Real To Me

“When a writer talks about his work, he’s talking about a love affair.”
  Alfred Kazin
 
 

Such a true statement.  Have you ever gone off about your story and at some point realized you sound like you’re talking about real people and real events? I’ve actually had non-writer friends stare at me in amazement and point out that even I sound like I believe they’re real.

In a sense, I do. 

And that’s impossible to explain to them.  They’ll never get it.  Never.

We spend an extraordinary amount of time getting to know these people who come to us.  We dig deep into their emotions, learn their childhood events and experience the current struggles with them.  To me, this is a normal thing.

To the non-writers around me, I’m a strange, strange bird. (Yeah, I’ve given up on trying to fit in with the non-writer/publishing crowds.)

But very recently, I went off about my book–the one that’s making the rounds with publishers, not my current WIP.  I mean really went off.  I was talking about some of the funny parts and heart breaking parts and one of my friends broke in and pointed out that it sounded like I missed the characters.  Like I was grieving for them.

She said that was weird. 

Yeah, maybe.  But I’m pretty comfortable with weird these days. 😉

Later that night, I kept replaying her words in my head and realized she’s right.  I am grieving and a lot of the heavy disappointment I’m feeling these days is coming from the longtime wish, or hope, that someone else will love this world I made.  That they, like me, will see that there is sooo much more to stories of Beri, Blythe, Nikolos and the others.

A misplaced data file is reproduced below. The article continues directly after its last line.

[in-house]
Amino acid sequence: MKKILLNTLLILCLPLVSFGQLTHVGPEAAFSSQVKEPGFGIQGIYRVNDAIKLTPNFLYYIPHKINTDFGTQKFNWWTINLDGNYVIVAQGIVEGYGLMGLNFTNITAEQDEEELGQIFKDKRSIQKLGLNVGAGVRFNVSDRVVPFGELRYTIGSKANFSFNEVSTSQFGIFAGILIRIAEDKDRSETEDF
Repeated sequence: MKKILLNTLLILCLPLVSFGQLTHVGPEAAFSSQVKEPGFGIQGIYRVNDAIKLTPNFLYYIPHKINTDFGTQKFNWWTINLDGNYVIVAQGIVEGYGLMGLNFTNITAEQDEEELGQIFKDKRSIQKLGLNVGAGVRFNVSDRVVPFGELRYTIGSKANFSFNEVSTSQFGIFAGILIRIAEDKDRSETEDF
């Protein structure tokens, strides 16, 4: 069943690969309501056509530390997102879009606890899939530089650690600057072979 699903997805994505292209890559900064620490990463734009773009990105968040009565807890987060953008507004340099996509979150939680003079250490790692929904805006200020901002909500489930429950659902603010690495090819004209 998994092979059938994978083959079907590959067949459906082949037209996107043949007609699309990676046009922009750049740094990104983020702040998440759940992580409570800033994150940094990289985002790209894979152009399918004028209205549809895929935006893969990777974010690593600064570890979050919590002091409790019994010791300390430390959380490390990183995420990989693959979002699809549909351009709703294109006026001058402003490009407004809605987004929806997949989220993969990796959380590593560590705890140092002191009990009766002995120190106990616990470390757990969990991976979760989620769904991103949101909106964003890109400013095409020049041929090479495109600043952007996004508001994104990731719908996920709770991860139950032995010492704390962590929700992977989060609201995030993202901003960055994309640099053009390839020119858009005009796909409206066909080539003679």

In order for these books to feel real for us, we have to invest a lot of time and attention to the characters.  Then we send them out and hope someone else feels the same way.

I did get that last year when my agent called to say she wanted to work with me.  I had two great agents interested at that time and I ended up picking Miriam because of her response when I asked her if she loved the book.  She let me know in no uncertain terms. Damn, that was cool. <g>

I recently shared an excerpt at the Dames site and the enthusiastic response from readers felt pretty good, too.  I’m aware there will be plenty who don’t fall for my world, that my every writing flaw will be on display for the masses, but you know what?  There will be others who dig it and I’m looking forward to hearing from them. 🙂

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About Rinda Elliott

Writer.I love unusual stories and credit growing up in a family of curious life-lovers who moved all over the country. Books and movies full of fantasy, science fiction and romance kept us amused, especially in some of the stranger places. For years, I tried to separate my darker side with my humorous and romantic one. I published short fiction, but things really started happening when I gave in and mixed it up. When not lost in fiction, I love making wine, collecting music, gaming and spending time with my husband and two children. I’m represented by Miriam Kriss of the Irene Goodman Agency.